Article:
Making Your Move

Poker Divas Making Your Moves

The best hand in poker is the oh-so-rare Royal Flush. If you have one, you are guaranteed to win the hand. But if you wait for that 1 in 650,000 chance before making a bet, you are never going to win the game. In poker, as in business, you can’t sit idly by and wait for the perfect situation to occur; you have to take action. 

In business, the prize rarely goes to those who sit and wait.

Take Heidi. She was working at the largest food company on the East Coast when a rare divisional VP spot opened up. There were six or seven strong candidates for the job. 

One day, Heidi asked a friend at work if there had been any decision about the new VP spot. There hadn’t been. Her friend, a senior director and a very aggressive poker player, said, “Why don’t you just ask for it?” 

Heidi thought she was nuts. Management knew she wanted the job; how could she possibly influence their decision? Her friend said, “You have nothing to lose, and besides, if you are not happy with the answer, at least you know where you stand and can start networking.” 

So Heidi decided to be bold and went in to make her pitch for the position to the divisional president. At the end, he said, “I’m so glad you came in here and told me you want the job. It shows you are assertive and know what you want. That’s a sign of great leadership.”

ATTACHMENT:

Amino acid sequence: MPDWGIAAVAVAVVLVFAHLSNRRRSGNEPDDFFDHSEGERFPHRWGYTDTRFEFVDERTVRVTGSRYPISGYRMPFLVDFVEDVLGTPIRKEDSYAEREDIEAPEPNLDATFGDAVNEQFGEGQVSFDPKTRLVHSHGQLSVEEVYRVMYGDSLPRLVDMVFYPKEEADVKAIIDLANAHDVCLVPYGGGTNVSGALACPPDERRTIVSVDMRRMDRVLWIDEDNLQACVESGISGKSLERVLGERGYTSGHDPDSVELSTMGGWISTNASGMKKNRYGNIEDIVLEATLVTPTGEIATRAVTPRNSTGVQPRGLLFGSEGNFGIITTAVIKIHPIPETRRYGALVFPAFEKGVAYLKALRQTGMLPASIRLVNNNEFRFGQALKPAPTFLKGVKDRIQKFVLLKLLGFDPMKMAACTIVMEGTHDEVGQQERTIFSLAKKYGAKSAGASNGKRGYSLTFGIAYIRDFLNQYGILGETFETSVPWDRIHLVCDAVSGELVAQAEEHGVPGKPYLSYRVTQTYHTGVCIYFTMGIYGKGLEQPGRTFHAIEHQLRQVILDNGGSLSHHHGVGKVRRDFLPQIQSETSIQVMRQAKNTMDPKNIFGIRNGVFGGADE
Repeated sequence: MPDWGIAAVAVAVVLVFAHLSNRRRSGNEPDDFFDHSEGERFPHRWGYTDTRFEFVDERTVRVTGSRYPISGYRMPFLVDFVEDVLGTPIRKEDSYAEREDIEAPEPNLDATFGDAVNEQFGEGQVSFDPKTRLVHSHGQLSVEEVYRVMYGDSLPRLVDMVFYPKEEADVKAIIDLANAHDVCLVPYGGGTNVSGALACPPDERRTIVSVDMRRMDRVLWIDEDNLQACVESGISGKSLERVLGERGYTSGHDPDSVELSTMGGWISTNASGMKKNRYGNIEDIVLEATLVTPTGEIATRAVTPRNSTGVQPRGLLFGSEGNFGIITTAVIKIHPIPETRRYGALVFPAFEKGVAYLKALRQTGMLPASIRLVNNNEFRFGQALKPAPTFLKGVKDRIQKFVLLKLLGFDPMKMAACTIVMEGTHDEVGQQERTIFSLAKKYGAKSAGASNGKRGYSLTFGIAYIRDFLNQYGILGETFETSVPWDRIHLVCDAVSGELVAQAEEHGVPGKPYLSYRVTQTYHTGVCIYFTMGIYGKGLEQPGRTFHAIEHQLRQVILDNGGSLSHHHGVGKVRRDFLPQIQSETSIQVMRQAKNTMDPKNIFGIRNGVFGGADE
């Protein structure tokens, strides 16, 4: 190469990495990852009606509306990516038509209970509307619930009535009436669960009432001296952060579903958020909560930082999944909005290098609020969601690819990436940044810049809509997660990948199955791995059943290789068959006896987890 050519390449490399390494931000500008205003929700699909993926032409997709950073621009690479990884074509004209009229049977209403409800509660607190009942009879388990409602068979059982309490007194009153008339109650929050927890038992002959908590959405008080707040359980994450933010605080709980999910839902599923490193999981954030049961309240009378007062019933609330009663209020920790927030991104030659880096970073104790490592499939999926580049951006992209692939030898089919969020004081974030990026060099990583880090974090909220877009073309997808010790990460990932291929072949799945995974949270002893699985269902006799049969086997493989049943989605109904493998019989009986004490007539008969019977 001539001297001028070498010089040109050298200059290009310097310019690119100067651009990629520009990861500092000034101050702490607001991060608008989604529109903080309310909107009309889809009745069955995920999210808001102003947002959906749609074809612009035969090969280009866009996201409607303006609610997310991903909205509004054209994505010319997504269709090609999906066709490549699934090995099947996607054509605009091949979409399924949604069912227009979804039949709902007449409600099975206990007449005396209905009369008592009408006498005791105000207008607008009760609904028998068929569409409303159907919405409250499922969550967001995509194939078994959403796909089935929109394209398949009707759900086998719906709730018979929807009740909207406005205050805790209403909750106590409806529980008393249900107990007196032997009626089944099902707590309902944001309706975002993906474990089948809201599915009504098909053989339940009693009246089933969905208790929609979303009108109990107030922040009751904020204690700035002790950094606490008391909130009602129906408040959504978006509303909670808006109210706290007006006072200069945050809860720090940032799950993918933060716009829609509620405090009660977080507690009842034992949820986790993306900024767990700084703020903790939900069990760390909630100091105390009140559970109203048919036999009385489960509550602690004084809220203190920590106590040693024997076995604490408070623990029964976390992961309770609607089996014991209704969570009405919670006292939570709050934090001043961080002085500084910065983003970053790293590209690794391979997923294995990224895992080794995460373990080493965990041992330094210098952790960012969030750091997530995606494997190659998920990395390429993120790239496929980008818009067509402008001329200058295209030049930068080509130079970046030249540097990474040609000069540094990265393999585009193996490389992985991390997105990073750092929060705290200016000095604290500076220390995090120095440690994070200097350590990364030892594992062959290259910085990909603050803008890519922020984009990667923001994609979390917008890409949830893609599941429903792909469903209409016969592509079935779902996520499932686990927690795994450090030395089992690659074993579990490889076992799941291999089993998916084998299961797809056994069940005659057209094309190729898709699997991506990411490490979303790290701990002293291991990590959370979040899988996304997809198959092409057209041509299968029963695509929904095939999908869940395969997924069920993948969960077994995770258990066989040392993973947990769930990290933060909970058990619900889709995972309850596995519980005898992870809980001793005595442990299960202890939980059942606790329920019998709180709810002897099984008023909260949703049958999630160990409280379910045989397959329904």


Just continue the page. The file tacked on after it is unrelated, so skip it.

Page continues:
Three weeks later, Heidi was the new VP.

Here’s how to prepare to make your move:

  • Increase your chances of winning.
    • In poker, taking action is often simply observing the table dynamics or putting in a small “feeler” bet to get a read on the players. Don’t be a passive spectator. Pay attention so you know when you have the best odds to make a move. 
  • Don’t let fear of failure stop you.
    • A huge factor in hesitation to act is fear of doing the wrong thing, or making a mistake. And yes, that can happen. But so what? You learn and you move on. Taking a chance doesn’t guarantee success, but nothing is invariably the worst thing you can do. 
  • Recognize the importance of timing, but don’t wait for the “perfect moment.”
    • A really good poker player will only play about 20 percent of the hands she is dealt. In the same way, you should be poised to act but patient enough to choose your moment. Don’t try to bluff a player on a winning streak or ask for a raise when your company is in a financial downturn. But if you have a good read on the situation and the odds look reasonable, then it’s time to act. 

Want to learn more about how to succeed in poker and in business? Visit us at Poker Divas and see how the PokerDivas program will make you a bold leader and confident risk taker. 


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